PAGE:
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An entity is something that exists as itself, as a subject or as an object, actually or potentially, concretely or abstractly, physically or not. It need not be of material existence. In particular, abstractions and legal fictions are usually regarded as entities. In general, there is also no presumption that an entity is animate, or present.

The word is abstract in intention. It may refer, for example, to Bucephalus, the horse of Alexander; to a stone; to a cardinal number; to a language; or to ghosts or other spirits.

The word entitative is the adjective form of the noun entity. Something that is entitative is considered in its own right.

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In philosophyEdit

Ontology is the study of being, existence and the recognition of entities. The words ontic and entity are derived respectively from the ancient Greek and Latin present participles that mean "being".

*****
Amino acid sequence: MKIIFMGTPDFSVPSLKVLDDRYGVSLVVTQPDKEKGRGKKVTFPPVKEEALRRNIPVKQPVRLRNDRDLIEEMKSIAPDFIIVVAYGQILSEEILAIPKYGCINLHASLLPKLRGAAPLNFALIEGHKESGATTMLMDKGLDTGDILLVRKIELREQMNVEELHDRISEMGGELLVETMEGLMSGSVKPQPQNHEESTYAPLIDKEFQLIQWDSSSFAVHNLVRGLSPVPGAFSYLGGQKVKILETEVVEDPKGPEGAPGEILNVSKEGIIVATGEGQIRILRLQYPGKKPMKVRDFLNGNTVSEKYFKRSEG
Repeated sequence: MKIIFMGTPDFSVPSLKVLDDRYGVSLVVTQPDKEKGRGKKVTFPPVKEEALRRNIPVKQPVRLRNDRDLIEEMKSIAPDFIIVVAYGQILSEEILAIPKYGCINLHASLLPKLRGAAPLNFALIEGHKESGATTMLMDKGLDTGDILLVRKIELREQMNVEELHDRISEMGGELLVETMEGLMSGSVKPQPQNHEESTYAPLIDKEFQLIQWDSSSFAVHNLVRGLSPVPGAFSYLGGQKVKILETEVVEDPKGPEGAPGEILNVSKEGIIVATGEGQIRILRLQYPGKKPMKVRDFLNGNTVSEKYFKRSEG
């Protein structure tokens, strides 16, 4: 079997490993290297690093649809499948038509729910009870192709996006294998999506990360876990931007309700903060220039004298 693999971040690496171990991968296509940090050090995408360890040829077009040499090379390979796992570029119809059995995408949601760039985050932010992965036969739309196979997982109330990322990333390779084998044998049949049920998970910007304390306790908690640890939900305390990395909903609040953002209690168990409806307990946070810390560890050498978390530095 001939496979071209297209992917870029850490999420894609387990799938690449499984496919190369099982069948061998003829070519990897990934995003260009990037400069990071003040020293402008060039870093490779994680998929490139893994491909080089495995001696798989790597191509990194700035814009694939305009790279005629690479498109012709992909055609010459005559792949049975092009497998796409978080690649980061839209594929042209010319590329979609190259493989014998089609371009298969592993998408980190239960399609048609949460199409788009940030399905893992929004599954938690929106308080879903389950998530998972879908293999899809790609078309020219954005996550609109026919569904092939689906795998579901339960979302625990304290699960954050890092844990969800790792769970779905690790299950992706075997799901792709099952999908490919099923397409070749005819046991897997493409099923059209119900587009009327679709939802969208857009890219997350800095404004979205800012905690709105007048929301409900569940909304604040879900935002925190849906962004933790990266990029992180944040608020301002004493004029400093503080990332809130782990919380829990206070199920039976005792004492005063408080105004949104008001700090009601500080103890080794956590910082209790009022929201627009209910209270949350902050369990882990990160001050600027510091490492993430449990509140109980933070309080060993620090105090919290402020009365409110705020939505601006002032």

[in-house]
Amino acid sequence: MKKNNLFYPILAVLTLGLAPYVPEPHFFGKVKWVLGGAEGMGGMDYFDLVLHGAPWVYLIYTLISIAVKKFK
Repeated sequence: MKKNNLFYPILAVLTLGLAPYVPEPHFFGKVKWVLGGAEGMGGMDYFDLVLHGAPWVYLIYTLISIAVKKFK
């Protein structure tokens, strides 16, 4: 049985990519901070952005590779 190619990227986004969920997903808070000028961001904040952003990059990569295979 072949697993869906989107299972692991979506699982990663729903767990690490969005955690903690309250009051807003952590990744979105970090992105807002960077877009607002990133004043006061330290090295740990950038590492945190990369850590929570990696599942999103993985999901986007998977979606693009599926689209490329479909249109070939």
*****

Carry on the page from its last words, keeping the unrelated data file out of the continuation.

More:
In lawEdit

In law, a legal entity is an entity that is capable of bearing legal rights and obligations, such as a natural person or an artificial person (e.g. business entity or a corporate entity).

In politicsEdit

In politics, entity is used as term for territorial divisions of some countries (e.g. Bosnia and Herzegovina).

In medicineEdit

In medicine, a disease entity is an illness due to a particular definite cause or to a specific pathological process. While a disease entity is not defined by a syndrome, it may or may not be manifest in one or more particular syndromes.

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